How does hair dye work?

Hair dyes can be simple coloring agents, such as henna, that simply add a dye or pigment to the hair, or they can be complicated chemical reactions that open up the hair shaft, bleach the hair to a lighter color, and then react with the hair to form a permanent bond that colors the hair the desired shade.

It is not easy to make a dye stay stuck to hair. This is a good thing if you want to dye your hair blue for Halloween. Temporary dyes usually have large molecules that cannot penetrate into the hair shaft. They will wash out easily with shampoo. Since they contain no bleaches or ammonia, they are gentle on hair.

If you want to cover gray or darken light hair, slightly more permanent dyes that will last a number of washings are available. Some use no alkaline developers to open up the hair to absorb the dye, and so they rely on the small size of the dye molecules to help penetrate into the hair. They will last through 4 to 5 shampooings.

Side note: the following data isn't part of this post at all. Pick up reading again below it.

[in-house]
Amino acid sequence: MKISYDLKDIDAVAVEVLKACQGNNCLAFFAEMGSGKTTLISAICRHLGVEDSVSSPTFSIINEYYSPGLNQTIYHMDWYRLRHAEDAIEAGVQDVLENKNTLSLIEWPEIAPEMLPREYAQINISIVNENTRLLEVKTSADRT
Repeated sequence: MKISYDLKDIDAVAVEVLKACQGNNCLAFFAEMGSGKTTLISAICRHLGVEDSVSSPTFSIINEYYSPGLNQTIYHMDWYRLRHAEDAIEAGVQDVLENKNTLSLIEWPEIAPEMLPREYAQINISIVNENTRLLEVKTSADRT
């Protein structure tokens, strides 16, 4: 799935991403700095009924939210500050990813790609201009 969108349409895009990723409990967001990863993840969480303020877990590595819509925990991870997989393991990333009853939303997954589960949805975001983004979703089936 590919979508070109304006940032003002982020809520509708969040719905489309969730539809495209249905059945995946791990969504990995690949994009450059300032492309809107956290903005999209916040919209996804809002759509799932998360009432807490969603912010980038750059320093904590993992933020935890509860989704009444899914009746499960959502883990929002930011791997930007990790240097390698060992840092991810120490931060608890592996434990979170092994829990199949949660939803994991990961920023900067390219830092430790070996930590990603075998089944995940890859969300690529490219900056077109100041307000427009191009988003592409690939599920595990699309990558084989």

For a little more permanence (20 or more shampooings), a gentle alkali like sodium carbonate and a low strength solution of hydrogen peroxide can open up the hair and chemically bind the dye to the hair. Since the low strength of the peroxide does not bleach the hair, the resulting dye looks more natural, as the variations in the hair still show through.

For the most permanent dye, one that will not wash out, ammonia and strong hydrogen peroxide are used. The peroxide bleaches the hair, so that dark hair can be dyed a lighter color. But the main reason for using the peroxide is because the dye is actually formed from small molecules that bind to the hair and then react with the ammonia and peroxide to form larger molecules that are locked into the hair strand.